Posted: 6/28/2012 12:29:21 PM by Mary Kestner | with 0 comments

From Revelation to Revolution

As I reflect on the world around me, I observe extreme polarities. I am awed by the incredible feats of science, medicine, and technology that miraculously address the challenges of our time. I am elated by nations that are galvanized by the desire to create a better future, as well as random acts of kindness performed by people everywhere.

I am distraught by the environmental catastrophes, unstoppable greed, paralysis of governments, and ferocious hatred of terrorists who kill blindly in the name of God. I am saddened by the neglect of our children and the disregard for small creatures of the earth. I am distraught by the people who have become crippled by complacency and fettered by fear.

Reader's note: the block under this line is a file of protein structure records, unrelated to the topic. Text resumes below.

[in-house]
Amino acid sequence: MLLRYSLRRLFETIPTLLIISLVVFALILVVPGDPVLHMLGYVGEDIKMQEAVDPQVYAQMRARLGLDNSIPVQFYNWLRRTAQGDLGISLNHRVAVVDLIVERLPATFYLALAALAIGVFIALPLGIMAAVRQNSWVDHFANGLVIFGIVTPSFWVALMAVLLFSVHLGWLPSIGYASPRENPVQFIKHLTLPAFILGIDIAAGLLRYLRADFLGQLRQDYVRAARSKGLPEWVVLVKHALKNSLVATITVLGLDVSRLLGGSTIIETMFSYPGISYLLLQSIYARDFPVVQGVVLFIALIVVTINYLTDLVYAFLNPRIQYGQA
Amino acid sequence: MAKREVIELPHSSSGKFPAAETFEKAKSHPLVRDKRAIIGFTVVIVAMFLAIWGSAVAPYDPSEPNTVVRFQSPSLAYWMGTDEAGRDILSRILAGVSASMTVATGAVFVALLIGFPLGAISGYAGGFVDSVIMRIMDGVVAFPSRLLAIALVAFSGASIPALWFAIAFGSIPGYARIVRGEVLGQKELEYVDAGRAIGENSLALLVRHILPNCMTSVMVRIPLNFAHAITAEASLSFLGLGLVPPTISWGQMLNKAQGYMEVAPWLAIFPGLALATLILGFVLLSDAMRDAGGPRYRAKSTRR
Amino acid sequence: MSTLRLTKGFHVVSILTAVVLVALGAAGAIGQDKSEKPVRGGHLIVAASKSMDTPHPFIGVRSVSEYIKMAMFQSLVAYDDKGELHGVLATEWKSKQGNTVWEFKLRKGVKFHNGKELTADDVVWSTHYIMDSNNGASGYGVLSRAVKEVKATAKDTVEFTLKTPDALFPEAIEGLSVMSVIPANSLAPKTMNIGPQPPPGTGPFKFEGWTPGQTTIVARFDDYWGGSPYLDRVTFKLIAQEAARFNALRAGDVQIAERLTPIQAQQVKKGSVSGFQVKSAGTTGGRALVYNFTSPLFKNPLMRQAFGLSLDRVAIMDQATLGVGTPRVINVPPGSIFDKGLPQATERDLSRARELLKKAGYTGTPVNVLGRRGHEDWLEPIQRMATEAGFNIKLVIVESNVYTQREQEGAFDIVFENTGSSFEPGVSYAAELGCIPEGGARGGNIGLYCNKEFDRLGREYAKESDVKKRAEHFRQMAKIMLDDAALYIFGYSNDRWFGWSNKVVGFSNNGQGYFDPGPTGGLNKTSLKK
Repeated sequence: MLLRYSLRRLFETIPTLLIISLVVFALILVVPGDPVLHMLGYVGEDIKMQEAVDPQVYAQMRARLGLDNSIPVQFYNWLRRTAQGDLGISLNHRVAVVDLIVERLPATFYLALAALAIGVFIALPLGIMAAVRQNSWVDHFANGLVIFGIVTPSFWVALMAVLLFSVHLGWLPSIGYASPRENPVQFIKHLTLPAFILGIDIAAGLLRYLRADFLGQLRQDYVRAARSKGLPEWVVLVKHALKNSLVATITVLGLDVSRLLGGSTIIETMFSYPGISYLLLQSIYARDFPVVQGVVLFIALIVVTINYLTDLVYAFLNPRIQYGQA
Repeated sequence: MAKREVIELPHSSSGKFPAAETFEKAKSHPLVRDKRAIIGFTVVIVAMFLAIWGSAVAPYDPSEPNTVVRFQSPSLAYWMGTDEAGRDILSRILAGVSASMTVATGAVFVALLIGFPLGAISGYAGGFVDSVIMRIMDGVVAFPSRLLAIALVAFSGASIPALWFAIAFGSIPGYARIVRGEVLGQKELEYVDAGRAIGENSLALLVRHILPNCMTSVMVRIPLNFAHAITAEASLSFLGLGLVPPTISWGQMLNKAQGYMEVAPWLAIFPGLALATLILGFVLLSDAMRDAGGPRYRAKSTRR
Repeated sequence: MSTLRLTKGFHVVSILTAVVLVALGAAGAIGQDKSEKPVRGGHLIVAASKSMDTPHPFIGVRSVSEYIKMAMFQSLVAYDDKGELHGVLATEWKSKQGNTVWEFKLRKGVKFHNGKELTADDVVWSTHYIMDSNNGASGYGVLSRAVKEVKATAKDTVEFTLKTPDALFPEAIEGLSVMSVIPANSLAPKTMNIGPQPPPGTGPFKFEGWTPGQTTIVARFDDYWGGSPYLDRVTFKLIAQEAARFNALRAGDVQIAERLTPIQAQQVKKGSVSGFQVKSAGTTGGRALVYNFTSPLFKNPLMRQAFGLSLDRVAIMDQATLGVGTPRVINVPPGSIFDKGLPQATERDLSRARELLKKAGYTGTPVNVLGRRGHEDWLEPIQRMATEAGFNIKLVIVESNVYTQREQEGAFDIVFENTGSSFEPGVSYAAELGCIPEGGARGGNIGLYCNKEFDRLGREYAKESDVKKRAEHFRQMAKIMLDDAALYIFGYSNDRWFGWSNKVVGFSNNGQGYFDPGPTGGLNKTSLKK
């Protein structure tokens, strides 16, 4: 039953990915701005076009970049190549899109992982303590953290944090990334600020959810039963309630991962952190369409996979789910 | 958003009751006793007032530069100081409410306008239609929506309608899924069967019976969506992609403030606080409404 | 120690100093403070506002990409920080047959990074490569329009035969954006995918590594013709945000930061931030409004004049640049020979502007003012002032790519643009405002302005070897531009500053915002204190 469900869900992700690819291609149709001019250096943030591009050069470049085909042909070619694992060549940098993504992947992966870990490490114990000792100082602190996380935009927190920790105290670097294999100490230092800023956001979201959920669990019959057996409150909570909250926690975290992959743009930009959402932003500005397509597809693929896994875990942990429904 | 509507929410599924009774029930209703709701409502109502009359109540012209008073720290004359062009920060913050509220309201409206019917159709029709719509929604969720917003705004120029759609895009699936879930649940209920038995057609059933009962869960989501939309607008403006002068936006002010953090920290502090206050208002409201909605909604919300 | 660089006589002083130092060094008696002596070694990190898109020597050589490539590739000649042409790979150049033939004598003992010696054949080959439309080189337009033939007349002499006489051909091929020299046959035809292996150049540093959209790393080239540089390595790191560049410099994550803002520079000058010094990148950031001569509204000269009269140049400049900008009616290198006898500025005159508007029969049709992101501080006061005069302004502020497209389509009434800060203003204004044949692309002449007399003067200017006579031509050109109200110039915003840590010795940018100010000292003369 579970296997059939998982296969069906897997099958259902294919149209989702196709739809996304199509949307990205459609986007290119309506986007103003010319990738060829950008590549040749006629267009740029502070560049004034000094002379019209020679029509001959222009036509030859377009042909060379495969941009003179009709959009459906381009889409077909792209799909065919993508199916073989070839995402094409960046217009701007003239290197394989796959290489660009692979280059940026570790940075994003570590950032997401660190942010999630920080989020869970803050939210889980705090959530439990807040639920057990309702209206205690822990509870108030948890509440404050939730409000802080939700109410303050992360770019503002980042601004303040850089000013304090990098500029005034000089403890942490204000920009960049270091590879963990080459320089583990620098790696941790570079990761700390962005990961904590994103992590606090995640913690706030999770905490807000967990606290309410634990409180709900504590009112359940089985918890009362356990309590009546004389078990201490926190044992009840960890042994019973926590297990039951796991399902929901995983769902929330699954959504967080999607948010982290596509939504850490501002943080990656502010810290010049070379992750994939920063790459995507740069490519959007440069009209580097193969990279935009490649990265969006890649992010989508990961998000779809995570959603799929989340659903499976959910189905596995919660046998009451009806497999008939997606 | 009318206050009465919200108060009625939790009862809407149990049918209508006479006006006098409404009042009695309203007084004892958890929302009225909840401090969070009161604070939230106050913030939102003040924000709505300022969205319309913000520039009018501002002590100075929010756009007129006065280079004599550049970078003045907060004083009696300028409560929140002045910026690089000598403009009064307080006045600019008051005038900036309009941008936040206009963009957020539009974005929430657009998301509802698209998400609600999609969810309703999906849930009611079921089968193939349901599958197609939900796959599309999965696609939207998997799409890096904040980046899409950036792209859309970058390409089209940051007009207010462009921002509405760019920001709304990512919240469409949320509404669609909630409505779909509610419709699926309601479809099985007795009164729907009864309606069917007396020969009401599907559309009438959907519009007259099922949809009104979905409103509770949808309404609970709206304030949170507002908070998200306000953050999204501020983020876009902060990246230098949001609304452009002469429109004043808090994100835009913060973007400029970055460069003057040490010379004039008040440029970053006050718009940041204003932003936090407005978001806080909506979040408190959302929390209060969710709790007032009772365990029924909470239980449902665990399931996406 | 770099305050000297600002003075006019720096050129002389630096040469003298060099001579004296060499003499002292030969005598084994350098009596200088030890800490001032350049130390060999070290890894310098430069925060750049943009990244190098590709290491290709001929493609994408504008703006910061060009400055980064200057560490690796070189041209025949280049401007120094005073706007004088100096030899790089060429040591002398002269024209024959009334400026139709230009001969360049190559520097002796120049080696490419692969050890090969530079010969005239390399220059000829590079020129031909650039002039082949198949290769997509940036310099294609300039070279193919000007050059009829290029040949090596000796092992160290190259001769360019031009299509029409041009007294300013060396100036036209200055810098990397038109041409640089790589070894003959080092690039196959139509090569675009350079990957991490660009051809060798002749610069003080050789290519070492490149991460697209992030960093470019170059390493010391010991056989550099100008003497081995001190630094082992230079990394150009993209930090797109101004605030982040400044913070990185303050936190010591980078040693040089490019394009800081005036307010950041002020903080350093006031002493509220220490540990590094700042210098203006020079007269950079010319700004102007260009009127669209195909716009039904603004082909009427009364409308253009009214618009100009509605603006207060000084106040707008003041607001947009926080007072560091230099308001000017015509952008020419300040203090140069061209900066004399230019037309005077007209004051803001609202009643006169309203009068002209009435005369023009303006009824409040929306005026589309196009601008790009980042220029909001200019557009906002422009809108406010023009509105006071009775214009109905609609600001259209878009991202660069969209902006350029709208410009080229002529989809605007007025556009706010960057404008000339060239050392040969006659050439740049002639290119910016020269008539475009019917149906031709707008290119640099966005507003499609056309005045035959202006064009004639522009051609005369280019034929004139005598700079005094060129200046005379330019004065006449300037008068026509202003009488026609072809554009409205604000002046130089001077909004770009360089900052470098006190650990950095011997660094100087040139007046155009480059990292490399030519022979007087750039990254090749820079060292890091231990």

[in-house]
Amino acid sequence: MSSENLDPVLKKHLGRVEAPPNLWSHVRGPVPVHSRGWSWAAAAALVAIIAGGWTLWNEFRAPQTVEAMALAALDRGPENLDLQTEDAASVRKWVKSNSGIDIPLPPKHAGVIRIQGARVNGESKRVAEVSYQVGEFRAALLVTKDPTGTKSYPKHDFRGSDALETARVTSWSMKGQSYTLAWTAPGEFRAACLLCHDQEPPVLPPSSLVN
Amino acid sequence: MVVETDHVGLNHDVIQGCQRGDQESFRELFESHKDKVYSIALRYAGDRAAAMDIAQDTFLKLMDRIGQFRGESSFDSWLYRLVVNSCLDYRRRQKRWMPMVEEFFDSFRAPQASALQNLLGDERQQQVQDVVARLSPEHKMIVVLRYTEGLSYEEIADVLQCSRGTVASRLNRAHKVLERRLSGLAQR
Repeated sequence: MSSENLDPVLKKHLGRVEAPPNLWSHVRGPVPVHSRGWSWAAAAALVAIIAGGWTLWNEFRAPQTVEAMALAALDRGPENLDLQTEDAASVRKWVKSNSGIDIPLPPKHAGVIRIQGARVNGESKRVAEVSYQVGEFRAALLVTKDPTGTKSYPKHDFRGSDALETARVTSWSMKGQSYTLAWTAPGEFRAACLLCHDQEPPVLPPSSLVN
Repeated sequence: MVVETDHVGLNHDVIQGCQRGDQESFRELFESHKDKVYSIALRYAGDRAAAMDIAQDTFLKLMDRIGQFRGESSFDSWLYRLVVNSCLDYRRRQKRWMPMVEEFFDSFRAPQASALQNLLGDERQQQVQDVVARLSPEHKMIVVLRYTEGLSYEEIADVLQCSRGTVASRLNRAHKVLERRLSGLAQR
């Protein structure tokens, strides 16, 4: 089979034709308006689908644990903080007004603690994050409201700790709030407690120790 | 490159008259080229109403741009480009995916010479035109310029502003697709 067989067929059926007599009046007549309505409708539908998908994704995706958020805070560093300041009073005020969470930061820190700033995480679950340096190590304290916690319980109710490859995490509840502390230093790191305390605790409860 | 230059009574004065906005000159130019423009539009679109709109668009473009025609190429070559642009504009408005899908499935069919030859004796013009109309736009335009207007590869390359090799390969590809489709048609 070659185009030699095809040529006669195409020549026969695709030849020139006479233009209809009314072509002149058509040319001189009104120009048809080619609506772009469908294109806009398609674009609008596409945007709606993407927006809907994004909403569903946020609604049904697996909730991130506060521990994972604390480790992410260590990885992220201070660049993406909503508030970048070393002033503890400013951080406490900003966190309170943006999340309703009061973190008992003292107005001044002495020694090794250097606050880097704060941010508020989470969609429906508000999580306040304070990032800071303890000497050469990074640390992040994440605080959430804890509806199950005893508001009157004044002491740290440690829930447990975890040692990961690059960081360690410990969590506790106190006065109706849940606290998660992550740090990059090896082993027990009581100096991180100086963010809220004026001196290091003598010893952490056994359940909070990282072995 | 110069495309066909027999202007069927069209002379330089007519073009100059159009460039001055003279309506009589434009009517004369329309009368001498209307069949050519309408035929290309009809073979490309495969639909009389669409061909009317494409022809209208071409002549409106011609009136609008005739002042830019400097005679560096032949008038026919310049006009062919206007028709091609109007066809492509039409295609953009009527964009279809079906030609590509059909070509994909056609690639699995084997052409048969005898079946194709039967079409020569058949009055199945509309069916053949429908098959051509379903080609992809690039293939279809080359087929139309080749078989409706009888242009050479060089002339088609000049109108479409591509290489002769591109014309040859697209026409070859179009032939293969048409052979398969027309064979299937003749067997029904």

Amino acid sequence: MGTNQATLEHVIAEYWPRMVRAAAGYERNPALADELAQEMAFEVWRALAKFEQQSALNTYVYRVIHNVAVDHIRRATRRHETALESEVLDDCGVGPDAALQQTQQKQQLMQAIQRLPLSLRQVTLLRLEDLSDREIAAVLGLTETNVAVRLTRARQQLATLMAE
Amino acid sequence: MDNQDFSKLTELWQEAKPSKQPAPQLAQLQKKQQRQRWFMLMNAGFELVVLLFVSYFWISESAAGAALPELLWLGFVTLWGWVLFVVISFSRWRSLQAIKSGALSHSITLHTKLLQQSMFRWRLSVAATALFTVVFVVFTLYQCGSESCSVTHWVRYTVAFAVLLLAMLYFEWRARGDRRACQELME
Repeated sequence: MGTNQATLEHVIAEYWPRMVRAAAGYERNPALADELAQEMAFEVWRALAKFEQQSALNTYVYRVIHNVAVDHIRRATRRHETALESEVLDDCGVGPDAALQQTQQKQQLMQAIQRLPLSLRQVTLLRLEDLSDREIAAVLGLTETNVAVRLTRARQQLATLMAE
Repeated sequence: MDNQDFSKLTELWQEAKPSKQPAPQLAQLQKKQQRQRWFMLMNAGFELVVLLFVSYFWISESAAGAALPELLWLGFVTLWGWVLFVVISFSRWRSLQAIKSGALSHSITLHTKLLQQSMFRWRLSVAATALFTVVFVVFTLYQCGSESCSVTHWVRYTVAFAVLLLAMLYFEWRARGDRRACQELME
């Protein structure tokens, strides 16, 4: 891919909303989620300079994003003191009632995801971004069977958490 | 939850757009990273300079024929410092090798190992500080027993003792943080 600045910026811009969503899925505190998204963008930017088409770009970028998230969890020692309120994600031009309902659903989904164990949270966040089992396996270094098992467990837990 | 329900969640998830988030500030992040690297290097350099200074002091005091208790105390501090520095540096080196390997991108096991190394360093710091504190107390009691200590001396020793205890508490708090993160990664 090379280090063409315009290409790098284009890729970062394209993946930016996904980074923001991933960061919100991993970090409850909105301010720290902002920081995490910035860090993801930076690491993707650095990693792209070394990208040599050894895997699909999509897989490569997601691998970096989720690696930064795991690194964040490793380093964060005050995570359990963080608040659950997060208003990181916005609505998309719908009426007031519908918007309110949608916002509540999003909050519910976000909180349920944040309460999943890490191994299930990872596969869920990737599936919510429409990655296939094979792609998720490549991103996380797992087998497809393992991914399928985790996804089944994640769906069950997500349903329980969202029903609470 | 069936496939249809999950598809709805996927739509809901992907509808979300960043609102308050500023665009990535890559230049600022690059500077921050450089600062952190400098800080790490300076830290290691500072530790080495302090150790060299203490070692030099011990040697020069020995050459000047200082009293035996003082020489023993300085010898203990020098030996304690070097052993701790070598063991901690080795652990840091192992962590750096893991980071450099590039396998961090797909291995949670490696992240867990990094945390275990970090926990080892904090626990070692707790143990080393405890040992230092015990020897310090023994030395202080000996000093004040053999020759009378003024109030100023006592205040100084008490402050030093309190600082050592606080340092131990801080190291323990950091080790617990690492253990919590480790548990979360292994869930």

While I remain highly optimistic about the future, I can’t deny that our global community is dealing with environmental issues in a manner that seems more like a high-stakes game of Russian roulette rather than a deliberate, integrated strategy. From the inept responses to the natural disasters that have afflicted us, to the political warfare that has been waged over comprehensive energy and climate strategies, we just can’t seem to get it right.

Oberlin College professor David Orr writes, “Imagine a tribunal of all species sitting in judgment over Homo sapiens charged to rule on our fitness to remain on Earth based on our behavior over the past ten thousand years. How we would we judged? Other than the votes of the cockroaches, crows, and any number of viruses, the motion to evict us would win by a large margin.”